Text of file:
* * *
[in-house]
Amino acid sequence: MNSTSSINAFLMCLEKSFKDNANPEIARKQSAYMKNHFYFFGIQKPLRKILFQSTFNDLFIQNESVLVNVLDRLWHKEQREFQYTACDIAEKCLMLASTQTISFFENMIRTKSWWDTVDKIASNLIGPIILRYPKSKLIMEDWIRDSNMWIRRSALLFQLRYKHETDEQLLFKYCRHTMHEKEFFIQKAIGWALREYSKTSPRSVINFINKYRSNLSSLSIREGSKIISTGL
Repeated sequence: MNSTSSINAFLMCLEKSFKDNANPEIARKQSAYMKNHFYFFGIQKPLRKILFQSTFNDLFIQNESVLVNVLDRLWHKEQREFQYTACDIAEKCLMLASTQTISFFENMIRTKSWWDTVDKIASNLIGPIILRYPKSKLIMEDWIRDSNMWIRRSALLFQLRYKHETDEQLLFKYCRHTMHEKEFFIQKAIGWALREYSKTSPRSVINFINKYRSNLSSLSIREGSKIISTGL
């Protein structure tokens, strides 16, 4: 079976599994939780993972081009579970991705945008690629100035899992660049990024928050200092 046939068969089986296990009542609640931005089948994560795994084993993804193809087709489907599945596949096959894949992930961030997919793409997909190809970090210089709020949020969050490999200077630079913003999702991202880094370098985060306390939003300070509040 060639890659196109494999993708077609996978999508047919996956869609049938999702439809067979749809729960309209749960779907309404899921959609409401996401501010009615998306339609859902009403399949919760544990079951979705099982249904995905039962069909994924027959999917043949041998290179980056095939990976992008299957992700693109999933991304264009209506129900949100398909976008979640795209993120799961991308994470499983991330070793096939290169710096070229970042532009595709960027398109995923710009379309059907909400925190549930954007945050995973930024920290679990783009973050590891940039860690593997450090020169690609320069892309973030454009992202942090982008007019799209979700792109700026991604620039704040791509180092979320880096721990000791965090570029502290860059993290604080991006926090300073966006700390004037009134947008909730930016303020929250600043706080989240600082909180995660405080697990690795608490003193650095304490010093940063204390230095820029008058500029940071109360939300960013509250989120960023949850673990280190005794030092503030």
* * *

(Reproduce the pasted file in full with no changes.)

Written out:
[in-house]
Amino acid sequence: MNSTSSINAFLMCLEKSFKDNANPEIARKQSAYMKNHFYFFGIQKPLRKILFQSTFNDLFIQNESVLVNVLDRLWHKEQREFQYTACDIAEKCLMLASTQTISFFENMIRTKSWWDTVDKIASNLIGPIILRYPKSKLIMEDWIRDSNMWIRRSALLFQLRYKHETDEQLLFKYCRHTMHEKEFFIQKAIGWALREYSKTSPRSVINFINKYRSNLSSLSIREGSKIISTGL
Repeated sequence: MNSTSSINAFLMCLEKSFKDNANPEIARKQSAYMKNHFYFFGIQKPLRKILFQSTFNDLFIQNESVLVNVLDRLWHKEQREFQYTACDIAEKCLMLASTQTISFFENMIRTKSWWDTVDKIASNLIGPIILRYPKSKLIMEDWIRDSNMWIRRSALLFQLRYKHETDEQLLFKYCRHTMHEKEFFIQKAIGWALREYSKTSPRSVINFINKYRSNLSSLSIREGSKIISTGL
């Protein structure tokens, strides 16, 4: 079976599994939780993972081009579970991705945008690629100035899992660049990024928050200092 046939068969089986296990009542609640931005089948994560795994084993993804193809087709489907599945596949096959894949992930961030997919793409997909190809970090210089709020949020969050490999200077630079913003999702991202880094370098985060306390939003300070509040 060639890659196109494999993708077609996978999508047919996956869609049938999702439809067979749809729960309209749960779907309404899921959609409401996401501010009615998306339609859902009403399949919760544990079951979705099982249904995905039962069909994924027959999917043949041998290179980056095939990976992008299957992700693109999933991304264009209506129900949100398909976008979640795209993120799961991308994470499983991330070793096939290169710096070229970042532009595709960027398109995923710009379309059907909400925190549930954007945050995973930024920290679990783009973050590891940039860690593997450090020169690609320069892309973030454009992202942090982008007019799209979700792109700026991604620039704040791509180092979320880096721990000791965090570029502290860059993290604080991006926090300073966006700390004037009134947008909730930016303020929250600043706080989240600082909180995660405080697990690795608490003193650095304490010093940063204390230095820029008058500029940071109360939300960013509250989120960023949850673990280190005794030092503030």